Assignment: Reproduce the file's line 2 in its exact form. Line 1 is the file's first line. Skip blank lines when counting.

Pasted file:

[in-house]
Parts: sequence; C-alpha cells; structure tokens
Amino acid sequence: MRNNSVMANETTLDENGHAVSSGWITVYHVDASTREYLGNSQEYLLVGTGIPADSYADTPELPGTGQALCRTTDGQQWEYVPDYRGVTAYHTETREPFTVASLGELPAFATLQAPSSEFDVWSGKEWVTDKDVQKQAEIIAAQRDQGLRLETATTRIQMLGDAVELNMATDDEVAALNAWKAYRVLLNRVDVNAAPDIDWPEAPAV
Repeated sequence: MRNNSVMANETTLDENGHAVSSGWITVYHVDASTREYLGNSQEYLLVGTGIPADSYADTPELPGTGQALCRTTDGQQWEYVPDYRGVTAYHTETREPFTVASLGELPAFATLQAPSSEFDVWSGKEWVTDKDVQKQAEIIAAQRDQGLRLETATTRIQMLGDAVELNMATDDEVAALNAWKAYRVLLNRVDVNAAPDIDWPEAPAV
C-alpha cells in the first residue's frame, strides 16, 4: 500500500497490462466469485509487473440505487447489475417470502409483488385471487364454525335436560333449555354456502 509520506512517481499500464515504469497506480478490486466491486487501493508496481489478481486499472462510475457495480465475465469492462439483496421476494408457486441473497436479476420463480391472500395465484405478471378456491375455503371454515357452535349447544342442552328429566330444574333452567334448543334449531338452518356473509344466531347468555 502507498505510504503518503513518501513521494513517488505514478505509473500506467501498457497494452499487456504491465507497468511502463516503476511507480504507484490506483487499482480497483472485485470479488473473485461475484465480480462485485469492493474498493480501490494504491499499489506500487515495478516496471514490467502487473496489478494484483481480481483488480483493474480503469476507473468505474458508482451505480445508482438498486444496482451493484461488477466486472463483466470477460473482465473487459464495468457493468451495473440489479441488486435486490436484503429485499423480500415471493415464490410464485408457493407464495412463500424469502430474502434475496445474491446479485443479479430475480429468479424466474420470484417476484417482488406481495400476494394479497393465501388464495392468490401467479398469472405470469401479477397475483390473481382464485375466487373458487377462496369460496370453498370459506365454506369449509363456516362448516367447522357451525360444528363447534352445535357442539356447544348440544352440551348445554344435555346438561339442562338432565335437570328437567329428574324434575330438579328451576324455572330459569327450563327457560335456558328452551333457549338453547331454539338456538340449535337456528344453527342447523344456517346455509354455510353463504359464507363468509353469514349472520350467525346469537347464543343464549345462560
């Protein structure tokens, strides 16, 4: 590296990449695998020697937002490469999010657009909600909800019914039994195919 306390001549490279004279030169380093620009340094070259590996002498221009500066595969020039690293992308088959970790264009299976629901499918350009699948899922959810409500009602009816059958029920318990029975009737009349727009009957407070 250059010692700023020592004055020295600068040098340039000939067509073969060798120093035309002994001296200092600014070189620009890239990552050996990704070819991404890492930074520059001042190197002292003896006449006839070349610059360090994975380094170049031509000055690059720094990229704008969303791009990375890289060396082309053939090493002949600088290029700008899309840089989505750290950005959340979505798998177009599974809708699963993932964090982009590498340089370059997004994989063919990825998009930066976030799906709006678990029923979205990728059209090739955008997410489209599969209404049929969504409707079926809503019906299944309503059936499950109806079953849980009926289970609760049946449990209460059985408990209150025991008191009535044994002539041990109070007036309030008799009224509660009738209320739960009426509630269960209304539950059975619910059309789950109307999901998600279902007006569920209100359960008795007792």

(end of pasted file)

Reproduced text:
Parts: sequence; C-alpha cells; structure tokens